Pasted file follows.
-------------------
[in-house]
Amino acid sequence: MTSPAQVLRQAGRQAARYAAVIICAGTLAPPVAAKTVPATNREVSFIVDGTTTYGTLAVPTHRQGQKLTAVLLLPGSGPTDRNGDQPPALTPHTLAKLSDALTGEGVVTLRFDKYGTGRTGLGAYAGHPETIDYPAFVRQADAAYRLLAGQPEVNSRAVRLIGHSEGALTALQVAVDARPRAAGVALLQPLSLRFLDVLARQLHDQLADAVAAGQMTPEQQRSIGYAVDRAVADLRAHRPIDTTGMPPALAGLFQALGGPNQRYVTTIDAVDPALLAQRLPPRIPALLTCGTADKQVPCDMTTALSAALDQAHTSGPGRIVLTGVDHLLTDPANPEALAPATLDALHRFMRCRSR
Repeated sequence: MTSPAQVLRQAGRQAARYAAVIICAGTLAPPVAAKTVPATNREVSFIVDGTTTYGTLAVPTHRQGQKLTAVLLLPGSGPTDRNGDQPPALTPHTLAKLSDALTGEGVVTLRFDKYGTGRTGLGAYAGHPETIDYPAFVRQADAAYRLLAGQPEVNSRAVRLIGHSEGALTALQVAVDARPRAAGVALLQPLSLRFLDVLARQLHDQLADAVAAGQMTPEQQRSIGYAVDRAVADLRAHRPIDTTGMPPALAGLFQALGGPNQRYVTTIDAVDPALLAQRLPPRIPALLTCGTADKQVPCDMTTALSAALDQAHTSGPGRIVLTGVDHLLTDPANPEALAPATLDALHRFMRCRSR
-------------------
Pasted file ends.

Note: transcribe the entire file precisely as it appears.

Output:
[in-house]
Amino acid sequence: MTSPAQVLRQAGRQAARYAAVIICAGTLAPPVAAKTVPATNREVSFIVDGTTTYGTLAVPTHRQGQKLTAVLLLPGSGPTDRNGDQPPALTPHTLAKLSDALTGEGVVTLRFDKYGTGRTGLGAYAGHPETIDYPAFVRQADAAYRLLAGQPEVNSRAVRLIGHSEGALTALQVAVDARPRAAGVALLQPLSLRFLDVLARQLHDQLADAVAAGQMTPEQQRSIGYAVDRAVADLRAHRPIDTTGMPPALAGLFQALGGPNQRYVTTIDAVDPALLAQRLPPRIPALLTCGTADKQVPCDMTTALSAALDQAHTSGPGRIVLTGVDHLLTDPANPEALAPATLDALHRFMRCRSR
Repeated sequence: MTSPAQVLRQAGRQAARYAAVIICAGTLAPPVAAKTVPATNREVSFIVDGTTTYGTLAVPTHRQGQKLTAVLLLPGSGPTDRNGDQPPALTPHTLAKLSDALTGEGVVTLRFDKYGTGRTGLGAYAGHPETIDYPAFVRQADAAYRLLAGQPEVNSRAVRLIGHSEGALTALQVAVDARPRAAGVALLQPLSLRFLDVLARQLHDQLADAVAAGQMTPEQQRSIGYAVDRAVADLRAHRPIDTTGMPPALAGLFQALGGPNQRYVTTIDAVDPALLAQRLPPRIPALLTCGTADKQVPCDMTTALSAALDQAHTSGPGRIVLTGVDHLLTDPANPEALAPATLDALHRFMRCRSR